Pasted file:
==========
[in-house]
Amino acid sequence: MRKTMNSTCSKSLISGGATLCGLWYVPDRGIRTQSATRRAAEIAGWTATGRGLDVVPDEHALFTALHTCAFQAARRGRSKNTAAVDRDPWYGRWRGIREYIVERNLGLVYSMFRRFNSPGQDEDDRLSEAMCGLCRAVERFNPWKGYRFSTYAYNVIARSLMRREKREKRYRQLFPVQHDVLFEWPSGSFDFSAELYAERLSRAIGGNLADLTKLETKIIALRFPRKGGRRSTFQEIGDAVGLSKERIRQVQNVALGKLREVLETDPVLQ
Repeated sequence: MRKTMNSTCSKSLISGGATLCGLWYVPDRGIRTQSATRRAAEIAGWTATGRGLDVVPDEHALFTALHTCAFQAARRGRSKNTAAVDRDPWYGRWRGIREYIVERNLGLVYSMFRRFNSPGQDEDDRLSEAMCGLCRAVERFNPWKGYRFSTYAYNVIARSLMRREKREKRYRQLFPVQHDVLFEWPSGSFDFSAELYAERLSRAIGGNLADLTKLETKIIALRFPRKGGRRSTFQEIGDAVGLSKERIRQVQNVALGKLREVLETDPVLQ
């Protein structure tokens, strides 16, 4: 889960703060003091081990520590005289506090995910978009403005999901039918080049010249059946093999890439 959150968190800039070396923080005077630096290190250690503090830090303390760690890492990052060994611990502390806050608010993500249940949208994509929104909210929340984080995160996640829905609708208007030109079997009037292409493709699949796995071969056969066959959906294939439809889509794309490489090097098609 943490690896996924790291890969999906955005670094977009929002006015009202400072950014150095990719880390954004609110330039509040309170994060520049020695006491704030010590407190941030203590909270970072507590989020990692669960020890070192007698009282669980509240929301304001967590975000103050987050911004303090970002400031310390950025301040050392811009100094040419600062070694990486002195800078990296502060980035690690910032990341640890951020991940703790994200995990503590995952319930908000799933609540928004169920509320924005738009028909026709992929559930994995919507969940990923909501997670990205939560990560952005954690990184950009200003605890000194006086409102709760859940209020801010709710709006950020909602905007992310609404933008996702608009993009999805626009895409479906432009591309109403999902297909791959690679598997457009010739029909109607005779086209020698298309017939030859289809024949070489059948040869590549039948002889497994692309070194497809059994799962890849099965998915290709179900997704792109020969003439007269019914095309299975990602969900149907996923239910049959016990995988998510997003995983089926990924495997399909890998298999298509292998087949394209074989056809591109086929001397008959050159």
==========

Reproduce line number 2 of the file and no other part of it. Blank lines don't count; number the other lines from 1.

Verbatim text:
Amino acid sequence: MRKTMNSTCSKSLISGGATLCGLWYVPDRGIRTQSATRRAAEIAGWTATGRGLDVVPDEHALFTALHTCAFQAARRGRSKNTAAVDRDPWYGRWRGIREYIVERNLGLVYSMFRRFNSPGQDEDDRLSEAMCGLCRAVERFNPWKGYRFSTYAYNVIARSLMRREKREKRYRQLFPVQHDVLFEWPSGSFDFSAELYAERLSRAIGGNLADLTKLETKIIALRFPRKGGRRSTFQEIGDAVGLSKERIRQVQNVALGKLREVLETDPVLQ